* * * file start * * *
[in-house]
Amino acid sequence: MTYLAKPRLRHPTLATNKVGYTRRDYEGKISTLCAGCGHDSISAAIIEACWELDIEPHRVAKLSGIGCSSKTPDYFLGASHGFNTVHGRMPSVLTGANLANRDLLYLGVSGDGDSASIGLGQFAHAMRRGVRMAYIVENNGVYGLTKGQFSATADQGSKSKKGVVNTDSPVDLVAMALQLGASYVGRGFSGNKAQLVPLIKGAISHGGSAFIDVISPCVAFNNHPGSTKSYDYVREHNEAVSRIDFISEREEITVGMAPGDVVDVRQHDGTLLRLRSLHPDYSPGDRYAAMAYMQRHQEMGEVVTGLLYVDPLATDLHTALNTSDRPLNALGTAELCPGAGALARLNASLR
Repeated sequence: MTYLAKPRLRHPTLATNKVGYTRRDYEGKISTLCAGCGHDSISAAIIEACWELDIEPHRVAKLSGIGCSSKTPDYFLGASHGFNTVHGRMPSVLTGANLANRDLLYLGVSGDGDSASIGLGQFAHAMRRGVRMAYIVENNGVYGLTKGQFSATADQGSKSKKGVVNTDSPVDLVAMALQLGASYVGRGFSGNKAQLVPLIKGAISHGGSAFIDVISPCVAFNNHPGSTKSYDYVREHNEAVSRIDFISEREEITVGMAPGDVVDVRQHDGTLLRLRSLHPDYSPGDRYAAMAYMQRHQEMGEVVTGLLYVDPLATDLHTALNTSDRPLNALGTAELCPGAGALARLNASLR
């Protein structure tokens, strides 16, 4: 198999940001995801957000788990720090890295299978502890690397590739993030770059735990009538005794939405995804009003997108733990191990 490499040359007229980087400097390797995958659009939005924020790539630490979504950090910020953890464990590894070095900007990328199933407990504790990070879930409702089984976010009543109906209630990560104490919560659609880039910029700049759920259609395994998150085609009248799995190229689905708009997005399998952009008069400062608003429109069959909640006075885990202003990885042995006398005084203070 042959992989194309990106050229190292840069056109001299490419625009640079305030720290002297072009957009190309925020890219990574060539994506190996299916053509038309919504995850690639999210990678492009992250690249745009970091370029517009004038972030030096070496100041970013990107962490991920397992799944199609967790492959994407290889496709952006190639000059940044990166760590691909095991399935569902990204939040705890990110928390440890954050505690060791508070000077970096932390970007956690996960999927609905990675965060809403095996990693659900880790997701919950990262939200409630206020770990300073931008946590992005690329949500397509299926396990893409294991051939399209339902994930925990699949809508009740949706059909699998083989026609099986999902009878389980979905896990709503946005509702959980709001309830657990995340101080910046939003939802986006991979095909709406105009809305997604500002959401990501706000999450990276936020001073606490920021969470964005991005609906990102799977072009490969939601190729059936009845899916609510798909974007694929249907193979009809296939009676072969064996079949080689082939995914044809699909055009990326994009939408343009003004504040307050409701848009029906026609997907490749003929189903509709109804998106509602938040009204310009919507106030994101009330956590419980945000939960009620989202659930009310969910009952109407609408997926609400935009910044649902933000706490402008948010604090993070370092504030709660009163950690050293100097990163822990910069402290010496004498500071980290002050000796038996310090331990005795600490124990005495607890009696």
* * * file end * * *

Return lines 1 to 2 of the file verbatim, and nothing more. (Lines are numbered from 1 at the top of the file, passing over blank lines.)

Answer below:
[in-house]
Amino acid sequence: MTYLAKPRLRHPTLATNKVGYTRRDYEGKISTLCAGCGHDSISAAIIEACWELDIEPHRVAKLSGIGCSSKTPDYFLGASHGFNTVHGRMPSVLTGANLANRDLLYLGVSGDGDSASIGLGQFAHAMRRGVRMAYIVENNGVYGLTKGQFSATADQGSKSKKGVVNTDSPVDLVAMALQLGASYVGRGFSGNKAQLVPLIKGAISHGGSAFIDVISPCVAFNNHPGSTKSYDYVREHNEAVSRIDFISEREEITVGMAPGDVVDVRQHDGTLLRLRSLHPDYSPGDRYAAMAYMQRHQEMGEVVTGLLYVDPLATDLHTALNTSDRPLNALGTAELCPGAGALARLNASLR